The Gibbs (1988) Model has six stages; description of event, feelings, evaluation, analysis, conclusion and action. On its part, John’s framework has three important elements; bringing the mind home, experience description and reflection (Palmer, Burns, ; Bulman, 1994).Part 2 Wanda formulated a reflection model that requires students to follow a five-step process during reflective practice, also known as the 5Ds structured reflection model (2016).
The 5Ds stand for Doubts/differences, Disclosure, Dissection, Discover and Decision. The learner reflects on whether s/he has any doubts in his/her practice, or whether there are any differences between what s/he did in a clinical setting and what is found in literature. Disclosure entails writing about the experiences or situation on the topic discussed in the doubts section, while the dissection section considers why it happened and the impact.
Discover involves finding additional information from relevant literature and the decision part describes a future plan.5Ds model of structured reflection (Wanda, 2016) The Rolfe model enables students to reflect on their experiences based on three questions; what, so what and now what (Rolfe, Freshwater, ; Jasper, 2001). The first question allows students and nurses to describe the situation, while the second question gives students room to discuss what they learnt, while the answers to the last question identify what the person should do to develop learning and improve future outcomes.
The 5Ds Structured reflection The two models have various similarities and differences. For starters, the two reflective models allow students to explore their experiences while being guided by something. However, in the Rolfe model, students are guided by the questions, while in Wanda model (2016); students are guided by the 5Ds expressed earlier.
A key strength of the 5Ds reflection model is that it focuses on the student as an individual (Wanda, 2016). Consequently, it enables students to decide what they need to learn more about, which makes them more self-directed in their learning. Secondly, it has a positive impact on students’ ability to self-evaluate during clinical practice (Wanda, 2016).
When used by students, it improves their ability to assess their own performance in clinical practice.Despite the apparent strengths, the model also has some limitations. To begin with, the effectiveness of the model can be restricted by students’ characteristics (Wanda, 2016).
For instance, the less motivated students are not suited to the reflective model. As a result, the model is not an effective learning tool for all students. What’s more, the use of the 5D model requires consistent supervision, which is sometimes not possible because faculty members might have workloads that limit their time (Sicora, 2017).Grant, McKimm, & Murphy (2017) posit that the analysis part of the Rolfe et al. framework considers not just the technical-rational knowledge but also other forms of knowledge that might inform the comprehension of a particular situation.
This is one of the strengths of the reflective model since it allows learners explore all knowledge points. However, it runs the risk of leading to superficial reflections (Sicora, 2017). At times, the students might just result to answering the three questions in short answers. That would not help in yielding a comprehensive reflection that would help them learning about their achievements and shortcomings that can help improve their practice. At a personal level, I prefer the 5Ds model.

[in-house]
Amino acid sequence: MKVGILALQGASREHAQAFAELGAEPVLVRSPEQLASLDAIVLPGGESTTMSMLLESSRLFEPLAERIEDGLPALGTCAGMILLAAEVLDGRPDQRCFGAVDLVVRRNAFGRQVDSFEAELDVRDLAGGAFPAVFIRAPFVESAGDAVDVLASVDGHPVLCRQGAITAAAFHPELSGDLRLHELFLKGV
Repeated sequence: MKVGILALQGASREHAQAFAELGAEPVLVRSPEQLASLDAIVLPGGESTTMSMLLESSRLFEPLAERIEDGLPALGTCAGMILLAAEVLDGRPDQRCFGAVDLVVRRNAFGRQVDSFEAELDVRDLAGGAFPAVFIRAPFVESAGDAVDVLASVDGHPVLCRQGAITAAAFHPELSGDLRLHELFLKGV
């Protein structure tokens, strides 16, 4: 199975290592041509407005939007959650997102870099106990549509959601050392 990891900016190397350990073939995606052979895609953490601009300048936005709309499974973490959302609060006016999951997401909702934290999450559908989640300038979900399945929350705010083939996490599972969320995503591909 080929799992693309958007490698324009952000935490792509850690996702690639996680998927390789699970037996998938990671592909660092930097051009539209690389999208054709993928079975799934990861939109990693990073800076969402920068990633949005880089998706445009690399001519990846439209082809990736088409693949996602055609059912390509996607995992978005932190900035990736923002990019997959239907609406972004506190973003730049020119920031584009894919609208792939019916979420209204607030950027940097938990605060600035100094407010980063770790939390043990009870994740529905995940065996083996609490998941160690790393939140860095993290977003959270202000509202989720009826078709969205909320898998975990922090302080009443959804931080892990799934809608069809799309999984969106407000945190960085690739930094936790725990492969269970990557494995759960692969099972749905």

My preference for the model is informed by my desire to identify my doubts in practice as well as the tasks I perform in a way that is different from dictates of literature. That would help me refine my skills and procedures in practice, while making me a more confident practitioner, particularly in the ICU.
Fahrenwald, N., Bassett, S., Tschetter, L., Carson, P., White, L., & Winterboer, V. (2005). Teaching core nursing values. Journal of professional nursing , 46-51.Gibbs, G. (1988).
Learning by doing: a guide to teaching and learning methods. Oxford: Oxford Polytechnic.Grant, A., McKimm, J., & Murphy, F. (2017).
Developing Reflective Practice: A Guide for Medical Students, Doctors and Teachers. Hoboken, NJ: John Wiley & Sons.Hafskjold, L., Sundler, A. J., Holmström, I. K., Sundling, V., Dulmen, S. v., & Eide, H. (2015).
A cross-sectional study on person-centred communication in the care of older people: the COMHOME study protocol. BMJOpen , 1-10.McCormack, B., Dewing, J., & Breslin, L. (2010).
Developing person-centred practice: nursing outcomes arising from changes to the care environment in residential settings for older people. International Journal of Older People Nursing , 93-107.Palmer, A., Burns, S., & Bulman, C. (1994).
Reflective practice in nursing. Oxford: Blackwell Scientific Publications.Rolfe, G., Freshwater, D., & Jasper, M. (2001). Framework for Reflective Practice. London, United Kingdom: Palgrave.Ross, H., Tod, A., & Clarke, A. (2015).
Understanding and achieving person-centred care: the nurse perspective. Journal of Clinical Nursing , 9-10.Shahriari, M., Mohammadi, E., Abbaszadeh, A., & Bahrami, M. (2013).
Nursing ethical values and definitions: A literature review. Iranian journal of nursing and midwifery research , 1-8.Sicora, A. (2017). Reflective Practice. London, United Kingdom: Policy Press.Smith, K. (2016).
Reflection and person-centredness in practice development. International Practice Development Journal , 1-6.The American Geriatrics Society . (2015).
Person?Centered Care: A Definition and Essential Elements. Journal of the American Geriatrics Society , 15-18.Wanda, D. (2016). The development of a clinical reflective practice model for paediatric nursing specialist students in Indonesia using an action research approach. Open Publication of UTS Scholars , 1-288.Wanda, D., Fowler, C., & Wilson, V. (2016).
Using flash cards to engage Indonesian nursing students in reflection on their practice. Nurse Education Today , 132-137.